Tattoos are quickly become mainstream in the United States, especially for younger people. Until recently a tattoo could disqualify a person from becoming a police officer, joining the military, and many other jobs. In this post Nathan Palmer discusses tattoos as example of how individual actions can change social institutions.
I am too fickle for a tattoo. I can’t commit to an image for my phone’s lock screen, so the idea of committing one image on my body for the rest of my life blows my mind. Recent research suggests that a growing number of people do not share my aesthetic commitment issues.
One in five U.S. adults today has a tattoo. That was the main finding of a Harris Poll survey of 2,016 people published in 2012. As you can see in the chart above, the proportion of tattooed adults has been steadily rising over the last twelve years. Given that people under the age of forty were more likely to report having a tattoo, there is reason to expect this trend to continue to grow over time.
Not too long ago tattoos were associated with gangs, bikers, and prisons (DeMello 2000). However, that stereotype is fading and today tattoos are associated with reality television shows, celebrities, and the art world. As more people get inked and old stereotypes fade, many of our social institutions are being forced to adjust.
Tattoos, until very recently, disqualified an applicant for many jobs, but as the pool of job applicants fills with ink, some employers have adjusted their stance. In April the U.S. Army changed its policy on tattoos, removing previous limits on the size and number of tattoos a soldier was allowed. Around the country in places like Seattle, New Orleans, Manchester, NH, and Tarpon Springs, FL police departments are also relaxing their polices to allow the tattooed to protect and serve. At the same time however, the Army still bans face, neck, and hand tattoos and many police departments still have policies against tattoos (especially for ones that are visible while in uniform).
How Individual Acts Can Change Society
The shifting landscape around tattoos is a good demonstration of how individual acts can change social norms. First a quick refresher on norms. Every society has cultural values that tell us how things ought to be. Cultural values tend to be abstract concepts, but they are refined into specific rules of behavior that are called social norms. Any act that violates a social norm is considered deviant and is likely to receive a sanction (i.e. formal or informal punishments). For example, in many societies honesty is a cultural value and there is a social norm against lying. People caught in a lie often are shamed and punished.
Cultural values and social norms represent what sociologists call a social structure because no single person is able to control them. Social structures organize society by using social institutions to promote some behaviors and discourage others. In the case of tattoos, social institutions like the economy and the government use their hiring policies to limit an individual’s agency (i.e. their ability to do what they please). Social structure, then is how the group controls the individual. But this is only half the story.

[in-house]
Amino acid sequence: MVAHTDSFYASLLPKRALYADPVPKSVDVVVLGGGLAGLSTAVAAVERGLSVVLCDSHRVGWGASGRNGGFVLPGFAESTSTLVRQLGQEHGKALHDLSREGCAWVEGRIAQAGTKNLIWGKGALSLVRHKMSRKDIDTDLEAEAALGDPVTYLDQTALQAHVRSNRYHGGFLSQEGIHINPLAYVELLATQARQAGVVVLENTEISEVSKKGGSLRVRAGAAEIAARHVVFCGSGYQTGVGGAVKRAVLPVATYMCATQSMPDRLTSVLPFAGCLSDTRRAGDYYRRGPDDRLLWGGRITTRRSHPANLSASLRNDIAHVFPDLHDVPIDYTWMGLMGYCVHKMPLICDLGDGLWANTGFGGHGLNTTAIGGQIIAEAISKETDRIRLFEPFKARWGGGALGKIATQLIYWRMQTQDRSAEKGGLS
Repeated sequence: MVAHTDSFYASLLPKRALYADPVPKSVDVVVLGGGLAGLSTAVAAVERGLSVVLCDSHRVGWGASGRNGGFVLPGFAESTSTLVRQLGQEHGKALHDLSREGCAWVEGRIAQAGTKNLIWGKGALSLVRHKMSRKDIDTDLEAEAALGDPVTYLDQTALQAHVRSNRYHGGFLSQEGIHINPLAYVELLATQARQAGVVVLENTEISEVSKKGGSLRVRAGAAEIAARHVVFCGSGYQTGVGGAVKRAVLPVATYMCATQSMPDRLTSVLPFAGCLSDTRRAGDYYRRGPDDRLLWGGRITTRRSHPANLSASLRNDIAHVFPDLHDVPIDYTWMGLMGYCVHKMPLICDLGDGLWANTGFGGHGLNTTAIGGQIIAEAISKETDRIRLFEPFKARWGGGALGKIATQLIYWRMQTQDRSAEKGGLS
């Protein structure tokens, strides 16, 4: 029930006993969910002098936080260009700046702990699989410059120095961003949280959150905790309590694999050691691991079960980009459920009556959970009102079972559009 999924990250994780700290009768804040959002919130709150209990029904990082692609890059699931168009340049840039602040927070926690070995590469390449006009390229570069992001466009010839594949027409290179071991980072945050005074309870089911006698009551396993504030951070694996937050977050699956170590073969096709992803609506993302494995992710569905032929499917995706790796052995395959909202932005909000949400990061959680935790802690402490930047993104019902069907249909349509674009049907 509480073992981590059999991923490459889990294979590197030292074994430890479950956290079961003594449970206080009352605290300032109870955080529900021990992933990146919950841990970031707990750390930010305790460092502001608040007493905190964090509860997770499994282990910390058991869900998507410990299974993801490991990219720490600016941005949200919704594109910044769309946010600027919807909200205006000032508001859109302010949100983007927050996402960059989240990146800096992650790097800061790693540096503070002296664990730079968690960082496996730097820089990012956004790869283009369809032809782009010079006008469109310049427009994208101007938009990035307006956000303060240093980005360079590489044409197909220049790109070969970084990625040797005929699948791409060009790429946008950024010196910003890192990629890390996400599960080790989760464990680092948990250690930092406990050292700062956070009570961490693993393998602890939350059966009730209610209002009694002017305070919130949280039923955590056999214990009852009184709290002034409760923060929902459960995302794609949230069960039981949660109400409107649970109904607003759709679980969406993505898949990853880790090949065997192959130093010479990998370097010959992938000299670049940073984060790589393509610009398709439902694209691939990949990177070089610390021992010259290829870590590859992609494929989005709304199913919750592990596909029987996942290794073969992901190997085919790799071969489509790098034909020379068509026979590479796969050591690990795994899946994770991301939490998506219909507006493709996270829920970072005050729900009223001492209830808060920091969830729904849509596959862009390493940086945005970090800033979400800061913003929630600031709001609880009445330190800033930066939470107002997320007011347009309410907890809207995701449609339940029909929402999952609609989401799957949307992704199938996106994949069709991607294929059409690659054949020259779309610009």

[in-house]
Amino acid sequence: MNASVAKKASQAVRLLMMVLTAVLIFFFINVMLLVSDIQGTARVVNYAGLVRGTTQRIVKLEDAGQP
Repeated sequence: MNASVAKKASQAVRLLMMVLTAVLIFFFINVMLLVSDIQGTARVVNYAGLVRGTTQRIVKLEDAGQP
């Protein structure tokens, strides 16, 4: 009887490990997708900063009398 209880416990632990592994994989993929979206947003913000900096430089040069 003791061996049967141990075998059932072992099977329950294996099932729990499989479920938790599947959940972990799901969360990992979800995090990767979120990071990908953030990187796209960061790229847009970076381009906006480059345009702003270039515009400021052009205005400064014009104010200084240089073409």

Social structures influence individuals, but individuals can also influence them right back. If enough individuals do something despite it going against a current social norm, then their actions may become the new norm. For instance pants used to be viewed as men’s clothing and it was deviant for women to wear them, but over time this norm has faded into obscurity. Individuals have agency; we can go against the flow and if enough of us do so, eventually we change the direction of the flow.
Only time will tell if tattoos become the new norm. However, as more individuals embrace tattoos and our social institutions relax their polices against them, the stage is set for tattoos to lose their deviant status.
- Do you think people with tattoos should be banned from certain kinds of work? Explain your answer.
- What are some cultural values and social norms in your community?Write down at least 3 cultural values and the specific social norms that stem from them. Do not use any of the examples discussed in this article.
- How has the social norms around using laptops, tablets, and phones during class changed over the last few years? Could this be seen as an example of individual acts changing social structures? Explain your answer.
- Of those surveyed by the Harris Poll, 24% said that they thought a person with a tattoo was more likely to do something deviant than a person without a tattoo. Why do you think this is? Do you anticipate that this number will go down as more people get tattoos? Explain your answer.
- DeMello, Margo. 2000. Bodies of Inscription: A Cultural History of the Modern Tattoo Community. Duke University Press.
Author’s Note: Thanks to Dr. Chris Uggen for the tweets that inspired this article.